Walnut Room this way

Walnut Room this way

Tuesday, June 19, 2012

Hamburg Arkansas United Methodist Church

 Last Thursday as I left for Texas, I decided at Grenada to veer off the Interstate and go through the Delta.  I decided the couple of extra hours of driving time would be worth it to see a part of the country new to me, and that stopping for a rest break in a picturesque little town was far more appealing than stopping at some McDonald's or Shell service station on the Interstate.  Besides, it is looking like that trip to Texas might be the closest thing I get to a vacation this summer, and I thought I might as well pretend I was on vacation.  I was right.  Crossing the bridge in Greenville, I moved into the Arkansas Delta.

The Hamburg United Methodist Church, constructed 1910, occupies the same spot as the original church, a wooden Gothic Revival building, constructed sometime between 1850 and 1865.  The present Gothic Revival, with Moorish variant, is on the National Register of Historic Places.  The Moorish variant was unusual at the early date of this church's construction, not becoming popular until after the 1920s in the nation, and was quite uncommon in Arkansas (Arkansas Historic Preservation Program).
 The bell was struck in England and shipped to New Orleans, and from there, up to Marie Saline Landing--which would have taken it on quite a circuitous route through various rivers, lakes and bayous, from looking at the map.  The bell arrived on the date of Lincoln's assassination (1865) according to the United Methodist Church Southeast District Office history.  There is no identified date of the first church building, but the church was organized between 1848 and 1850 and they received their first pastor in 1850.  After that, they built the first wooden church building, no specified date.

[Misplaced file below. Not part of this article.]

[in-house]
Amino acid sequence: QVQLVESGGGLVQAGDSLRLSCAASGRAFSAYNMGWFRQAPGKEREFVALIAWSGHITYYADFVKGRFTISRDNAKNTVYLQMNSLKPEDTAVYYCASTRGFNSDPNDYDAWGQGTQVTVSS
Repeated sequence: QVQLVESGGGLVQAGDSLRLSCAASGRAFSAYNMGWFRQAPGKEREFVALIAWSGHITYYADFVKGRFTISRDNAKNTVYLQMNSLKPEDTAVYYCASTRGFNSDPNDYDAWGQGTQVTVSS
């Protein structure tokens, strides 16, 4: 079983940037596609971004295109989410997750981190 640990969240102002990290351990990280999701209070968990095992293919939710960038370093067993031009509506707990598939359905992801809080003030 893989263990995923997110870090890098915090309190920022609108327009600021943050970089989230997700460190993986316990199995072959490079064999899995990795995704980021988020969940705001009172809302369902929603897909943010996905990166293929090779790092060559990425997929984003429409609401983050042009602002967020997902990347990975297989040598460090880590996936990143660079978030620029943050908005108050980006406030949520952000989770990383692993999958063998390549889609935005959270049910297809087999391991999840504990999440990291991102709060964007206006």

The building was designed by J. A. and Sebe Nolley, local brick makers.  The Nolley brothers were asked to design a Gothic Revival church due to their known craftsmanship and skill.  One of the brothers (the Arkansas Historic Preservation Program does not distinguish which one) traveled to the St. Louis World's Fair to view examples of Gothic Revival architecture, stating he was not familiar enough with the style to design it.
 Jacoby Art Glass Company of St. Louis, Missouri, designed and built the stained glass windows.
 There is a shorter tower at the rear of the building, not as ornate as the one at the front.

The building was added to (the sanctuary is on the NRHP list, added in 1992) several times during the mid-century.  In the 1990s, the church undertook extensive remodeling and renovation.  The original wood trim was restained to match the new wood additions to the altar and other parts of the sanctuary, but the original tin ceiling was repaired and repainted.  The fellowship hall to the left in this photograph, was designed to complement the original building, and did not appear to unduly detract from the historic structure.

All in all, it was a pleasant first stop on the Arkansas side of the Mississippi River.  I will add to the Hamburg visit later this week.  A quick stop at the Sonic for an iced tea (and a hit-up to donate to send the seniors to somewhere--Washington, D C?), and then I was back on the tiny little two-lane and driving west.


Betty said...

Always interesting to read about a historic church or other building. You took some nice pictures too.

Suzassippi said...

Thank you. It was a beautiful building and I enjoyed the town.

Anonymous said...

Thank you for visiting my hometown of Hamburg, Arkansas. Your photos are really good and thank you for sharing this history, it was very interesting. I had no idea the church was so old, not knowing about its origins in the mid 1800's. Y'all come back now, ye hear! ⛪️

Suzassippi said...

I am glad you enjoyed them! I have traveled through a couple of times now, and was able to photograph your historic New Deal post office on the most recent trip.